The popular Tom Cruise movie Top Gun debuted in theaters in 1986, and features Cruise and his co-stars attending the US Navy’s TOPGUN school – officially known as the Strike Fighter Tactics Instructor program. It was an immediate hit, and the service capitalized on this success. It sent recruiters to cinemas across the United States, hoping to convince young people to enlist.
Here is the history of the Navy’s elite TOPGUN school.
The US Navy evaluated its aviators after Operation Rolling Thunder
From 1965-68, in the midst of the Vietnam War, the US ran Operation Rolling Thunder. The bombing mission faced severe resistance from North Vietnamese troops flying Soviet-built MiG jets and using surface-to-air weapons. The effective air defense mounted by the North Vietnamese forced the US to end the operation in 1968, with it widely considered to be a failure.
A year after, the Navy published the Ault Report, following an investigation led by Capt. Frank Ault. It concluded that the Navy’s failures during the operation were due to pilots not being properly trained in air combat maneuvers. The US Air Force concluded its own issues were caused by technological problems.
The Ault Report recommended the Navy open a school to better train its pilots.
The TOPGUN school opened in 1969
The TOPGUN school, then known as the Navy Fighter Weapons School, officially opened in March 1969. The Navy found it was important to have the best pilots acting as instructors, and named Dan Pedersen as its first head instructor. Pedersen, who served in Vietnam, was adept at flying a number of military aircraft, including the Douglas F4D Skyray and the McDonnell Douglas F-4 Phantom II.
He recruited eight other pilots to help him train the Navy’s future aviators.
The aim was “to train aircrew in all aspects of aerial combat to be carried out with the utmost professionalism.” According to an exhibit onboard the USS Midway (CV-41) Museum, “the four-week course started with a team of instructors covering US and Soviet aircraft types, weapons systems, and fighter training tactics in a 50-foot-long metal trailer at [Naval Air Station] Miramar.”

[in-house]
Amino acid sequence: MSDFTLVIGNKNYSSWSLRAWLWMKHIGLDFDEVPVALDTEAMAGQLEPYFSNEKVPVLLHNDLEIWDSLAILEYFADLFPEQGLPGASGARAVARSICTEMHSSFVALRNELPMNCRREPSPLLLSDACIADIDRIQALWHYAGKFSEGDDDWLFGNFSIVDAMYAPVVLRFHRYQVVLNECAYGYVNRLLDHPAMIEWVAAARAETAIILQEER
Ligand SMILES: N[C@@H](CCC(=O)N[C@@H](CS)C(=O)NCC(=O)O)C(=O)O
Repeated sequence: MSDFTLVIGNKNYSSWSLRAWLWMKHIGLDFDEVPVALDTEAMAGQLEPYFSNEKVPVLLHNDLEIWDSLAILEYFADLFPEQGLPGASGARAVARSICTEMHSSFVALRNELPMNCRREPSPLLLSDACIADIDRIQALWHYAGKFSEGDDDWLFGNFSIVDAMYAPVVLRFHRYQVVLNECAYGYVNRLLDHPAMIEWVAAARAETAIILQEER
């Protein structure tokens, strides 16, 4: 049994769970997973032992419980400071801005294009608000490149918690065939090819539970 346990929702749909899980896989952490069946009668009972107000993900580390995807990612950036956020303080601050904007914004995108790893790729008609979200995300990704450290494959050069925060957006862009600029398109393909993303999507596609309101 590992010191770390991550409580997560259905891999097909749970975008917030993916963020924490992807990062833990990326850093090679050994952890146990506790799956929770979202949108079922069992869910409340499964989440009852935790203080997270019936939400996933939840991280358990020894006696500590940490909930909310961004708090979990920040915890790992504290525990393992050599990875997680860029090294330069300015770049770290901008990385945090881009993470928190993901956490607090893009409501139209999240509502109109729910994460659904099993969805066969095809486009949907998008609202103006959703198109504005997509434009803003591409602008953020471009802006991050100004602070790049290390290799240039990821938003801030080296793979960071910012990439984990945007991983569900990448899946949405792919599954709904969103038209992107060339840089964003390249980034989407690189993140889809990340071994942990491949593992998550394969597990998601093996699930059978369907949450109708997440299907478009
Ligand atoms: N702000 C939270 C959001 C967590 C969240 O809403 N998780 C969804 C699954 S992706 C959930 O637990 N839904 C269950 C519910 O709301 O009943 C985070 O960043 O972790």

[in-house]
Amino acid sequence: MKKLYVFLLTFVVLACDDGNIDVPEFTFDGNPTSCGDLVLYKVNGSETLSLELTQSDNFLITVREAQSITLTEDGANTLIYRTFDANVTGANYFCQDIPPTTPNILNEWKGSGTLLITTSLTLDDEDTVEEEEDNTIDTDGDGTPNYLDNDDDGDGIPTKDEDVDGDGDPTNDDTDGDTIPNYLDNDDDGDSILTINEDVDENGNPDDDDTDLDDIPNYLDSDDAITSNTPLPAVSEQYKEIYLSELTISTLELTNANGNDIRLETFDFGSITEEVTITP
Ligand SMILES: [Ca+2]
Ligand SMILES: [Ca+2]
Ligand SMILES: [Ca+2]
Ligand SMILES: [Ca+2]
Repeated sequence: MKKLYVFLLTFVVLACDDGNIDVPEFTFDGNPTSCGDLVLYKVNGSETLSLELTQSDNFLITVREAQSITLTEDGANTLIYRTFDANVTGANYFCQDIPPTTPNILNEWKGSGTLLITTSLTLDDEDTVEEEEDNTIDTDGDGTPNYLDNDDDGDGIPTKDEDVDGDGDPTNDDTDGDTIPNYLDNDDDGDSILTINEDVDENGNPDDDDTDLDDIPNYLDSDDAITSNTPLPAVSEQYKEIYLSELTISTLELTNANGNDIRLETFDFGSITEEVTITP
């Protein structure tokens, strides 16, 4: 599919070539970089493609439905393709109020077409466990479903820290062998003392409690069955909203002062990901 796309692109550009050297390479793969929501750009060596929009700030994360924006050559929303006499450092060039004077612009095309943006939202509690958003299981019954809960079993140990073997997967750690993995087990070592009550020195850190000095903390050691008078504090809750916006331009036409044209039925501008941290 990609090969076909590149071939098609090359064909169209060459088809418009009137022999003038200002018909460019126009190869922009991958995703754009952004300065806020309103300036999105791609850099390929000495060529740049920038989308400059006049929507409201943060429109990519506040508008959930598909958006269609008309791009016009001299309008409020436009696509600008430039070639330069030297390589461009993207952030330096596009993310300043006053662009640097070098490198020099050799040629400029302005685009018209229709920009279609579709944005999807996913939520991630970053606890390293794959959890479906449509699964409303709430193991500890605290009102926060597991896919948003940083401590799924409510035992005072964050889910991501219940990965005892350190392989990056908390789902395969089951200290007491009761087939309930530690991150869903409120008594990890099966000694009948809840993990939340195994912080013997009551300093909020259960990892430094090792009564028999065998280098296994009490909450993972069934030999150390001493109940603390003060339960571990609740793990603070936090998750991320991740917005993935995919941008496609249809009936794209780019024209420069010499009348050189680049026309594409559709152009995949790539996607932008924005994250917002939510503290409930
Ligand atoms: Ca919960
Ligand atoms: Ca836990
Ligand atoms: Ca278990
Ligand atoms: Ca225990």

The TOPGUN course is grueling
The TOPGUN school was, at first, run on a shoestring budget. Its first headquarters was a stolen Airstream trailer. The students were given what was considered a Master’s level education on everything they needed to know about both their own aircraft and those flown by the enemy.
The tactics taught were constantly updated as America’s opponents changed their equipment and tactics.
There was also little downtime for students and instructors. Pederson later explained:
“We actually worked seven days a week probably, starting at 4:30 in the morning. On Fridays, I let the youngest guys who lived in La Jolla out early, so they could party — that’s what young guys are supposed to do — but most of us never got home during the week. I spent many nights sleeping in my car.”
Results came fast
Once the Navy aviators were trained, they returned to Vietnam, and it didn’t take long for the methods taught in class to bear fruit. Prior to the program, the Navy kill-to-loss ratio against the North Vietnamese MiGs had been around 2:1. After the program, this number rose from 12:1.
By comparison, the Air Force, which had not instituted a training program, actually saw its kill-to-loss ratio drop.
The Navy took notice of the success. TOPGUN did not have to remain in a stolen Airstream; the school soon had increased funding that allowed for additional aircraft, staffing and infrastructure. In 1996, it was moved to Naval Air Station Fallon, Nevada, where it merged with the Naval Strike and Air Warfare Center – now known as the Naval Aviation Warfighting Development Center.
The program is still in place today, over 50 years since its inception, showing the continued value it gives to the service.
Top Gun lets the public in on the story
Author Ehud Yonay wrote an article, titled Top Guns, for a 1983 issue of California Magazine. The piece focused on the TOPGUN school and the large number of ace fighter pilots living in San Diego. The decision was made to produce a movie based on the article, and filmmakers reached out to the Navy for help.
Involved in the making of the film was Pete “Viper” Pettigrew, a veteran naval aviator who’d served as a TOPGUN instructor. The movie was a massive hit, and many in the US military approved. Dan Pederson revealed that, while he was worried the film didn’t capture the high stakes involved in aerial warfare, it did feature “some of the best footage of tactical airplanes ever captured.”